Iron supplements are often taken during pregnancy. However, some observational studies suggest that high iron intake may lead to gestational diabetes.
Gestational diabetes (GD), or glucose intolerance during pregnancy, increases the risk of macrosomia (abnormally big baby), type 2 diabetes in both the mother and the child, and metabolic syndrome in the child.
It was once believed that the main risk factor for gestational diabetes was being overweight prior to pregnancy, but in the last twenty years, there has been an increase in the number of GD cases in nonobese women. Multiple studies have been performed looking for other causes.
Iron intake seems to play a role in the development of gestational diabetes. No one knows exactly why, but serum iron levels tend to be higher in women with GD than in women without GD. However, these findings are not conclusive and are, in fact, quite controversial.
A group of Finnish scientists performed a study titled “Supplemental Iron Intake and the Risk of Glucose Intolerance in Pregnancy: Re-analysis of a Randomised Controlled Trial in Finland,” in which they compared the effects of routine and selective iron supplementation on the risk of glucose intolerance in pregnant women.
The researchers actually reviewed data from an old study conducted in Finland in 1989. The original study was a randomized controlled trial aimed at assessing the effects of routine iron supplementation on mothers’ and infants’ health.
Of the 3,098 women who were shortlisted, 2,944 women agreed to participate in the trial. The participants were sorted into two groups. The selective iron group received elemental iron (50 mg twice a day) only if their hemoglobin fell below 100 g/L. The routine iron group received elemental iron (100 mg daily) regardless of their hemoglobin level.
The researchers collected data on background characteristics, such as age, BMI, and socioeconomic status. They also determined whether each woman was a smoker or a nonsmoker. Pregnancy data included weeks of gestation, hemoglobin level, body weight, and weeks of gestation at delivery.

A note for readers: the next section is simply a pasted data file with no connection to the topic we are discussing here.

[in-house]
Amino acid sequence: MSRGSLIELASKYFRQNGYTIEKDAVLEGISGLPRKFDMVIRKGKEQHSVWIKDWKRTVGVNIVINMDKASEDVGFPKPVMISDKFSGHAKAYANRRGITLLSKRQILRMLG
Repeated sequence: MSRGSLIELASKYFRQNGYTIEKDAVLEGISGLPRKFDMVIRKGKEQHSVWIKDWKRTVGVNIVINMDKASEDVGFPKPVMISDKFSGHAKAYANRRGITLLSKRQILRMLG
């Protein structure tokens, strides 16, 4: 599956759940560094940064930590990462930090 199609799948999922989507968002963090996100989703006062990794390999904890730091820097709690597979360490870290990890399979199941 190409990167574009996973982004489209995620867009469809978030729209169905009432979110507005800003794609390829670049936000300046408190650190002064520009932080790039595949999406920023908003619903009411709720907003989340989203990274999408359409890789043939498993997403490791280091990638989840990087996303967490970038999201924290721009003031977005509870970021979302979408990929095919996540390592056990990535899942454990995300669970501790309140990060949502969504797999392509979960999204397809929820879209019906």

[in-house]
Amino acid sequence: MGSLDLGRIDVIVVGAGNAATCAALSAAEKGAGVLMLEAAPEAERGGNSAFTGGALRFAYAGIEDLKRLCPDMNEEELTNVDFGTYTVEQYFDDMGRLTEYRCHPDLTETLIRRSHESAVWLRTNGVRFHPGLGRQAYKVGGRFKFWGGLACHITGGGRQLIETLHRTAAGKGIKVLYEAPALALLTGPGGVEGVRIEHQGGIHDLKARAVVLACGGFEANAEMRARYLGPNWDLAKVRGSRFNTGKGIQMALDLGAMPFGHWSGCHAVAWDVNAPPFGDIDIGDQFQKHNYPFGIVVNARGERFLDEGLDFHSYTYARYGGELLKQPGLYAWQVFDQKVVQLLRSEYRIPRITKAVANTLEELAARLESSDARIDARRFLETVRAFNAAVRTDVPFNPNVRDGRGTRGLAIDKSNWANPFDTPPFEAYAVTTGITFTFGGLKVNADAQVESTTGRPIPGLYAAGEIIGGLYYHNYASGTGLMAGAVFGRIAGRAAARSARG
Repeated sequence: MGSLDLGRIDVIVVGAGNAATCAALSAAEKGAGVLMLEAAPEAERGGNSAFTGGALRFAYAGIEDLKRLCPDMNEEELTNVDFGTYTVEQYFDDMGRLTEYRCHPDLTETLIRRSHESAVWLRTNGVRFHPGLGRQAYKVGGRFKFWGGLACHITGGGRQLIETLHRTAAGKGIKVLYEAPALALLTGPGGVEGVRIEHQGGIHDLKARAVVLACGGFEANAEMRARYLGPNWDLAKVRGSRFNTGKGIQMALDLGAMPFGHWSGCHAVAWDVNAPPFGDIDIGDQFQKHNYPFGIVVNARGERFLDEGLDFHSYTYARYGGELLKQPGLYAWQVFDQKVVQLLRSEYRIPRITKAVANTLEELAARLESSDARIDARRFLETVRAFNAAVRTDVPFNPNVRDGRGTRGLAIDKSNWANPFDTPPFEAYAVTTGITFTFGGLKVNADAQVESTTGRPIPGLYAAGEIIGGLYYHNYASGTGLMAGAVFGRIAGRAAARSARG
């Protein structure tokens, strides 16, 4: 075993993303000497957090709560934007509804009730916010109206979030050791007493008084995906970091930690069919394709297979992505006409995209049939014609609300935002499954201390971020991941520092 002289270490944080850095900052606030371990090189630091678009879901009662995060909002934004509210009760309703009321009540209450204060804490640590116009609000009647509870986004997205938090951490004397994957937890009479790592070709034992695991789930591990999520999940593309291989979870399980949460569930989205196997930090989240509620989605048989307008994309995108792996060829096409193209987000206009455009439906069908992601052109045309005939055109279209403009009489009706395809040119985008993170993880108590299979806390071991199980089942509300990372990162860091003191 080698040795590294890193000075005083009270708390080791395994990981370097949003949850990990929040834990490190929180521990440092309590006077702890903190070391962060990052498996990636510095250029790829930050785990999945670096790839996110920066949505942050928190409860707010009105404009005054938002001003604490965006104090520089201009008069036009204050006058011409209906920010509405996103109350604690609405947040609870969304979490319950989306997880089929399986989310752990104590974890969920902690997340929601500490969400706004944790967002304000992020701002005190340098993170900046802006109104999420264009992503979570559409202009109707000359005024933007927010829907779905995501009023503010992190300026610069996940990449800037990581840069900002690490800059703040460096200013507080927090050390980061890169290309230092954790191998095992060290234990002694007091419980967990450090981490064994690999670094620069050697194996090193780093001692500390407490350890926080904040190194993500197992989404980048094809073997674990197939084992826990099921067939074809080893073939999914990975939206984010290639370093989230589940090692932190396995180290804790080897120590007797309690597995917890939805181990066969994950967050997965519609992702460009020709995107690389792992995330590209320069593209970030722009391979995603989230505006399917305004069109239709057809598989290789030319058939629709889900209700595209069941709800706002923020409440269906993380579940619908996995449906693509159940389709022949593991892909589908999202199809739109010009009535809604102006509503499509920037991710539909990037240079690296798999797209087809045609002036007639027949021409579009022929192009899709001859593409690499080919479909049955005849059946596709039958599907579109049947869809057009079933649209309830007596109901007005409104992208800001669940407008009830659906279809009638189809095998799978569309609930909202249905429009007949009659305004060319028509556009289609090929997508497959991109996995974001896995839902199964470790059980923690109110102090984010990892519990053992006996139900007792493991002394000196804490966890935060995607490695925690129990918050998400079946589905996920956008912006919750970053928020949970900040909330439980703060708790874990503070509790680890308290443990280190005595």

The participants’ background characteristics, such as the number of previous births, socioeconomic status, and nonsmoking/smoking status, were very similar in both groups. The percentages of overweight or obese participants were relatively low in both groups.
The mean hemoglobin level was slightly higher in the selective iron group than in the routine iron group at the beginning of the trial. As expected, starting at twenty-eight weeks of gestation, the routine iron group had a higher mean hemoglobin level than the selective iron group.
Contrary to the hypothesis of the authors and some other publications, this trial found no statistically significant differences in the incidence of gestational diabetes between women who received selective iron supplementation due to anemia and women who were prescribed routine elemental iron regardless of their hemoglobin level.
Therefore, this retrospective trial does not support the hypothesis that taking iron supplements during pregnancy increases the risk of GD. To confirm these results, future trials should include the glucose tolerance test to define GD, measures of real iron intake from diet, and additional markers of iron status.
Consult with a doctor about any questions regarding vitamin supplements during pregnancy.